The two projects help UBC further its climate action plan, working together to both power the campus and help meet UBC’s target of reducing greenhouse gas (GHG) emissions by 67 per cent by 2020.
They function via the Academic District Energy System (ADES), which replaced 14 kilometres of 90-year old steam piping and connected over 160 buildings to a new, more efficient hot-water system.
The BRDF is a bioenergy facility that processes renewable biomass sourced from urban wood waste to generate thermal energy for heating campus buildings. It is also a vital part of the campus’s sustainability and academic efforts as a Living Lab Initiative. Living Labs are research concepts which integrate private parties such as academics, students and companies with public institutions like the university and its facilities, in hopes of creating knowledge and community.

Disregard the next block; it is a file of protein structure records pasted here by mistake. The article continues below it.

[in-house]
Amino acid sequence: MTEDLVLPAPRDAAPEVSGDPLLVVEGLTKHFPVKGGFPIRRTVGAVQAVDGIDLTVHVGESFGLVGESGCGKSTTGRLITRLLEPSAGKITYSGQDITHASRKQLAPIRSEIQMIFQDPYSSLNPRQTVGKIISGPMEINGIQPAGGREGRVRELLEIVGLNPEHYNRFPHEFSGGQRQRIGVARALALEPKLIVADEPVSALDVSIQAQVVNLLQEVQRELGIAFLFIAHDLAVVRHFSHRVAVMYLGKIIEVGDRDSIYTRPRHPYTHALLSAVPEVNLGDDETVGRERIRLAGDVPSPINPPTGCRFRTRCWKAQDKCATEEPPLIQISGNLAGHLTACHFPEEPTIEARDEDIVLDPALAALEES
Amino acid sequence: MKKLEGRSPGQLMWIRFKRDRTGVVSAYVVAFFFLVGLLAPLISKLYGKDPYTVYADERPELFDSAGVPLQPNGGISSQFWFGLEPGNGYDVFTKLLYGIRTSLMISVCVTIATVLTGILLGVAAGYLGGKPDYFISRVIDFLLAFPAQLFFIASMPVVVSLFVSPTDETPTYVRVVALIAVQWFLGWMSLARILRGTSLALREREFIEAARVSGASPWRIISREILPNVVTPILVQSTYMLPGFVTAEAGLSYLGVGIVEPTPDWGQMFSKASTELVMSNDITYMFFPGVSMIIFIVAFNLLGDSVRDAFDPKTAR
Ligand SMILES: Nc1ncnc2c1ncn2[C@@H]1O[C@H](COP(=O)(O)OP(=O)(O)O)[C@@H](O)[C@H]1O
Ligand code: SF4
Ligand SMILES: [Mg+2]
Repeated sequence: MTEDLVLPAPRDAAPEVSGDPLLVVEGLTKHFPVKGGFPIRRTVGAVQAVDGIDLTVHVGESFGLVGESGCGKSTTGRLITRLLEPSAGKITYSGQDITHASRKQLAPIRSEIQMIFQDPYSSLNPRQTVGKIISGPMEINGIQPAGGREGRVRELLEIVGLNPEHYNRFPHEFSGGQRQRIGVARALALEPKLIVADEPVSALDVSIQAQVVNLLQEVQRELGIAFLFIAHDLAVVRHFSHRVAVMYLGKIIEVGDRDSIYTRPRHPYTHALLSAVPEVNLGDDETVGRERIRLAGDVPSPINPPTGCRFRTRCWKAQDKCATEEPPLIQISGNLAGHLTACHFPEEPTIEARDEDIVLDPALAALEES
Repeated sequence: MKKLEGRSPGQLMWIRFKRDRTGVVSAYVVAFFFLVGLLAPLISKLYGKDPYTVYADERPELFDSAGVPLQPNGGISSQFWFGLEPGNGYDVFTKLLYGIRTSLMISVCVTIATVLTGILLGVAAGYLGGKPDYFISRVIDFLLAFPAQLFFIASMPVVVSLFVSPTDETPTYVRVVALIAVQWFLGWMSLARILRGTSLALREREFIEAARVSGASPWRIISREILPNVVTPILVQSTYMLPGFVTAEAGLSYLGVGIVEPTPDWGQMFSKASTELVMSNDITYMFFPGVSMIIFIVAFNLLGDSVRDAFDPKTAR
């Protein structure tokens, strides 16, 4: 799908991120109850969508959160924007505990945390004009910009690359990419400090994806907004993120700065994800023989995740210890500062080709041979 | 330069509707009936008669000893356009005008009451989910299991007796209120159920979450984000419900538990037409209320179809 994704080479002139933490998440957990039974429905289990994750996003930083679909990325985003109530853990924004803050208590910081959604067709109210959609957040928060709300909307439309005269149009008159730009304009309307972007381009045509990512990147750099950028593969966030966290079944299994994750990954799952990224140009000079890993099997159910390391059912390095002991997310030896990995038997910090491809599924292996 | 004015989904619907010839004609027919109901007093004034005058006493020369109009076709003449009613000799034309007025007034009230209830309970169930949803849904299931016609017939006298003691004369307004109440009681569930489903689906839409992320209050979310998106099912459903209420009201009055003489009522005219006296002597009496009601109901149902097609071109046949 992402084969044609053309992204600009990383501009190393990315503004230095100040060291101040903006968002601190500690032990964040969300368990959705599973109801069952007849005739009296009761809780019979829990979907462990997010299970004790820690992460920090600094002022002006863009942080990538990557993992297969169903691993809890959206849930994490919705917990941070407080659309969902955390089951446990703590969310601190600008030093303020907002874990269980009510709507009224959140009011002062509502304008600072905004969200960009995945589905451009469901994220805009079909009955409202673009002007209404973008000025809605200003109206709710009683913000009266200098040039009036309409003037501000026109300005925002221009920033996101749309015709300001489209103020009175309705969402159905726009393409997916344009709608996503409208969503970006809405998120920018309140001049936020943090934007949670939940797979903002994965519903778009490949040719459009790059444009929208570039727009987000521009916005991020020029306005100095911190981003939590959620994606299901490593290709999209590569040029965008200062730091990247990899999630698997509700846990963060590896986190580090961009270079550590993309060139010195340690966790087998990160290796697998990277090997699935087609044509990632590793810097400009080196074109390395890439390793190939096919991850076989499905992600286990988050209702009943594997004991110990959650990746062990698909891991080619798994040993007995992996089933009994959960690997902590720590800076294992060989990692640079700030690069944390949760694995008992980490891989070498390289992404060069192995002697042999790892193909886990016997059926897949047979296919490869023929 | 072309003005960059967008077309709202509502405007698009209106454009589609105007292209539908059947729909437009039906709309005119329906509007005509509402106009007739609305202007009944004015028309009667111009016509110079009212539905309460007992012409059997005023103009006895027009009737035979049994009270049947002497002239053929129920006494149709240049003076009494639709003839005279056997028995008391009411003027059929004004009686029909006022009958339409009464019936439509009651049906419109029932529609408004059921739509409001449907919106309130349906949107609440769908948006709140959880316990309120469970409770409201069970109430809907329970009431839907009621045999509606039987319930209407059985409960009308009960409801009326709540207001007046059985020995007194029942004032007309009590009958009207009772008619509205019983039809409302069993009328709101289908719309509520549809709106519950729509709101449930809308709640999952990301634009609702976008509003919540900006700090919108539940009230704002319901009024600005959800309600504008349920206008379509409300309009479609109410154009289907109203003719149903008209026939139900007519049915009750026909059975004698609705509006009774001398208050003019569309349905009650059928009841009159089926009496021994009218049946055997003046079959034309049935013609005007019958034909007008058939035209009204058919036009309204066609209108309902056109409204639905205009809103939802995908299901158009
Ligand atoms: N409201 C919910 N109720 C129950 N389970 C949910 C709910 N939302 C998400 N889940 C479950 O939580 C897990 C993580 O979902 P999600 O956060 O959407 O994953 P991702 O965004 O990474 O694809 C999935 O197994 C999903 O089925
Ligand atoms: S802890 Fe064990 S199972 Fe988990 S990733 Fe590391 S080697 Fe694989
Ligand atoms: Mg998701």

The CEC is UBC’s $24 million state-of-the-art hot-water boiler facility, which is able to meet all of UBC’s heating requirements. The CEC is the primary energy source for the new hot-water district energy system. The conversion from steam to a hot-water system first began in 2011, and in June 2017 the old steam plant was finally turned off.
David Woodson, UBC’s managing director of Energy and Water Services, has been a part of the projects since 2006. He said that at the time they knew “something was coming to BC,” referring to the possibility of carbon pricing.
“We started down a process of what we called our alternative energy study to say ... Before we spend money [on] the existing plan, is there another way to do what we’re doing?” said Woodson.
According to Woodson, Energy and Water Services sourced three initial ideas from a study that weren’t ideal for their plans. Interestingly, all three ideas required UBC to have a hot-water loop on campus.
The initial ideas all had jurisdictional issues and significant regulation issues, such as connecting the campus to the surrounding ocean for energy or running a one kilometre pipe to transport waste energy under the Fraser Valley River and then transporting the heat to campus. However, the inclusion of hot water had a clear business case. It was within the university’s jurisdiction to support their desire of reducing GHG emissions.
“[UBC] pays $65 a tonne for carbon at the moment, and eventually it will be $75 a tonne,” said Woodson.